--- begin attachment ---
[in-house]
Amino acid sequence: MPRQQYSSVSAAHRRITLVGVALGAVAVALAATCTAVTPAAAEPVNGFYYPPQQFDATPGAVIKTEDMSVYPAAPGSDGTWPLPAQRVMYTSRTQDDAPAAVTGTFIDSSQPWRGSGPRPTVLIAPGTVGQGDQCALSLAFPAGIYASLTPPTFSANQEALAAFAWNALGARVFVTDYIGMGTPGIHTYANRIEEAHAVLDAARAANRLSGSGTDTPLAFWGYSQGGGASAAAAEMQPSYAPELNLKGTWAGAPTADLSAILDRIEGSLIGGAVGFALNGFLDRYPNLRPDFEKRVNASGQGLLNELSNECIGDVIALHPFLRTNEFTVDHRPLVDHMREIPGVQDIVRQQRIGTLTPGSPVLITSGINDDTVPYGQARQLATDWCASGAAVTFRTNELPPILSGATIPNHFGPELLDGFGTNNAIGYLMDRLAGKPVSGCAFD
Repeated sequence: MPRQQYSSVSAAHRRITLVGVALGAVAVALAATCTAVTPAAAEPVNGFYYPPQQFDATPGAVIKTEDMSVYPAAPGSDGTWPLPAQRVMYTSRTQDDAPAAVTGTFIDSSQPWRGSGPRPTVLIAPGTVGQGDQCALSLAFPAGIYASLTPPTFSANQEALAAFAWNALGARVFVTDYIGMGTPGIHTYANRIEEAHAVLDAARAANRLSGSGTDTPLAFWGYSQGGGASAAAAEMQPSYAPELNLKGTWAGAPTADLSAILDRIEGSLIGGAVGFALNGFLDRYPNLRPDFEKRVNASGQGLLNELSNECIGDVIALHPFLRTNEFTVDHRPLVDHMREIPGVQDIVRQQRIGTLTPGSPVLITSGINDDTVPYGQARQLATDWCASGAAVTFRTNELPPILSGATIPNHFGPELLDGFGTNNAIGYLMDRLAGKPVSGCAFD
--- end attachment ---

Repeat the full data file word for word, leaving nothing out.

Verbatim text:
[in-house]
Amino acid sequence: MPRQQYSSVSAAHRRITLVGVALGAVAVALAATCTAVTPAAAEPVNGFYYPPQQFDATPGAVIKTEDMSVYPAAPGSDGTWPLPAQRVMYTSRTQDDAPAAVTGTFIDSSQPWRGSGPRPTVLIAPGTVGQGDQCALSLAFPAGIYASLTPPTFSANQEALAAFAWNALGARVFVTDYIGMGTPGIHTYANRIEEAHAVLDAARAANRLSGSGTDTPLAFWGYSQGGGASAAAAEMQPSYAPELNLKGTWAGAPTADLSAILDRIEGSLIGGAVGFALNGFLDRYPNLRPDFEKRVNASGQGLLNELSNECIGDVIALHPFLRTNEFTVDHRPLVDHMREIPGVQDIVRQQRIGTLTPGSPVLITSGINDDTVPYGQARQLATDWCASGAAVTFRTNELPPILSGATIPNHFGPELLDGFGTNNAIGYLMDRLAGKPVSGCAFD
Repeated sequence: MPRQQYSSVSAAHRRITLVGVALGAVAVALAATCTAVTPAAAEPVNGFYYPPQQFDATPGAVIKTEDMSVYPAAPGSDGTWPLPAQRVMYTSRTQDDAPAAVTGTFIDSSQPWRGSGPRPTVLIAPGTVGQGDQCALSLAFPAGIYASLTPPTFSANQEALAAFAWNALGARVFVTDYIGMGTPGIHTYANRIEEAHAVLDAARAANRLSGSGTDTPLAFWGYSQGGGASAAAAEMQPSYAPELNLKGTWAGAPTADLSAILDRIEGSLIGGAVGFALNGFLDRYPNLRPDFEKRVNASGQGLLNELSNECIGDVIALHPFLRTNEFTVDHRPLVDHMREIPGVQDIVRQQRIGTLTPGSPVLITSGINDDTVPYGQARQLATDWCASGAAVTFRTNELPPILSGATIPNHFGPELLDGFGTNNAIGYLMDRLAGKPVSGCAFD